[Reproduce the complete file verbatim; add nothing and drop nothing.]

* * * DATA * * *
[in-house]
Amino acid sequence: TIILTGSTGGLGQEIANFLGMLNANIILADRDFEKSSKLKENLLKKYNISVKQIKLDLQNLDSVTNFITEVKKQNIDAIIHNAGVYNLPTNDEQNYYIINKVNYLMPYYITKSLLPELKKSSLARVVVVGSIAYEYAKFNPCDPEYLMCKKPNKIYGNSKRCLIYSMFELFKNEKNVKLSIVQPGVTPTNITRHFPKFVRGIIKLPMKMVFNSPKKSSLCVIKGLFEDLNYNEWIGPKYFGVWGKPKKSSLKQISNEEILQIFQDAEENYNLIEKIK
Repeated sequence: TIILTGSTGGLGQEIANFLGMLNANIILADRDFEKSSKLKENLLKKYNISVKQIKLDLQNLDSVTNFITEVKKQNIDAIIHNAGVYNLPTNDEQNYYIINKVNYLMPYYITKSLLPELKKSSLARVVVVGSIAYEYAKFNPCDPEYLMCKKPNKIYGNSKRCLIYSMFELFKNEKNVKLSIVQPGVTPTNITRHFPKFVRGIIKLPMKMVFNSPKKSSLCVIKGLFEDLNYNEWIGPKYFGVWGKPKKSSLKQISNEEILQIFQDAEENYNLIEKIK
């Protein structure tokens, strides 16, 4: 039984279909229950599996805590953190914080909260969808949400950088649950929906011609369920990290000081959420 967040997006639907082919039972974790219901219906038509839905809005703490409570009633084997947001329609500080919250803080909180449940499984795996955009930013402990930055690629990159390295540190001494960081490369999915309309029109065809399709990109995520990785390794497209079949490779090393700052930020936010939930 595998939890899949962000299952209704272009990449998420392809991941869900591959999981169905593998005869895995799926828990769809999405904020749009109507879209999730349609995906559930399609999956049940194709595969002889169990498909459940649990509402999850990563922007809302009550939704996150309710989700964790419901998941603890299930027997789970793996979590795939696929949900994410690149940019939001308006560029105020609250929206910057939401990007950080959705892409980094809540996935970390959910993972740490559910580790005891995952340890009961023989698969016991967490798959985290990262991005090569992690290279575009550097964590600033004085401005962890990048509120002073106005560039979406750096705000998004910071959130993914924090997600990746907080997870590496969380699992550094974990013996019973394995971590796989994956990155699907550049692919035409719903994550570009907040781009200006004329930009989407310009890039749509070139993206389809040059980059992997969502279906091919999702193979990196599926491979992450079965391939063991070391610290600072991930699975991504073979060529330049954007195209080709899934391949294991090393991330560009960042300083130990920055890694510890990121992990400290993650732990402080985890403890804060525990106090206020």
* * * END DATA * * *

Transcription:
[in-house]
Amino acid sequence: TIILTGSTGGLGQEIANFLGMLNANIILADRDFEKSSKLKENLLKKYNISVKQIKLDLQNLDSVTNFITEVKKQNIDAIIHNAGVYNLPTNDEQNYYIINKVNYLMPYYITKSLLPELKKSSLARVVVVGSIAYEYAKFNPCDPEYLMCKKPNKIYGNSKRCLIYSMFELFKNEKNVKLSIVQPGVTPTNITRHFPKFVRGIIKLPMKMVFNSPKKSSLCVIKGLFEDLNYNEWIGPKYFGVWGKPKKSSLKQISNEEILQIFQDAEENYNLIEKIK
Repeated sequence: TIILTGSTGGLGQEIANFLGMLNANIILADRDFEKSSKLKENLLKKYNISVKQIKLDLQNLDSVTNFITEVKKQNIDAIIHNAGVYNLPTNDEQNYYIINKVNYLMPYYITKSLLPELKKSSLARVVVVGSIAYEYAKFNPCDPEYLMCKKPNKIYGNSKRCLIYSMFELFKNEKNVKLSIVQPGVTPTNITRHFPKFVRGIIKLPMKMVFNSPKKSSLCVIKGLFEDLNYNEWIGPKYFGVWGKPKKSSLKQISNEEILQIFQDAEENYNLIEKIK
């Protein structure tokens, strides 16, 4: 039984279909229950599996805590953190914080909260969808949400950088649950929906011609369920990290000081959420 967040997006639907082919039972974790219901219906038509839905809005703490409570009633084997947001329609500080919250803080909180449940499984795996955009930013402990930055690629990159390295540190001494960081490369999915309309029109065809399709990109995520990785390794497209079949490779090393700052930020936010939930 595998939890899949962000299952209704272009990449998420392809991941869900591959999981169905593998005869895995799926828990769809999405904020749009109507879209999730349609995906559930399609999956049940194709595969002889169990498909459940649990509402999850990563922007809302009550939704996150309710989700964790419901998941603890299930027997789970793996979590795939696929949900994410690149940019939001308006560029105020609250929206910057939401990007950080959705892409980094809540996935970390959910993972740490559910580790005891995952340890009961023989698969016991967490798959985290990262991005090569992690290279575009550097964590600033004085401005962890990048509120002073106005560039979406750096705000998004910071959130993914924090997600990746907080997870590496969380699992550094974990013996019973394995971590796989994956990155699907550049692919035409719903994550570009907040781009200006004329930009989407310009890039749509070139993206389809040059980059992997969502279906091919999702193979990196599926491979992450079965391939063991070391610290600072991930699975991504073979060529330049954007195209080709899934391949294991090393991330560009960042300083130990920055890694510890990121992990400290993650732990402080985890403890804060525990106090206020």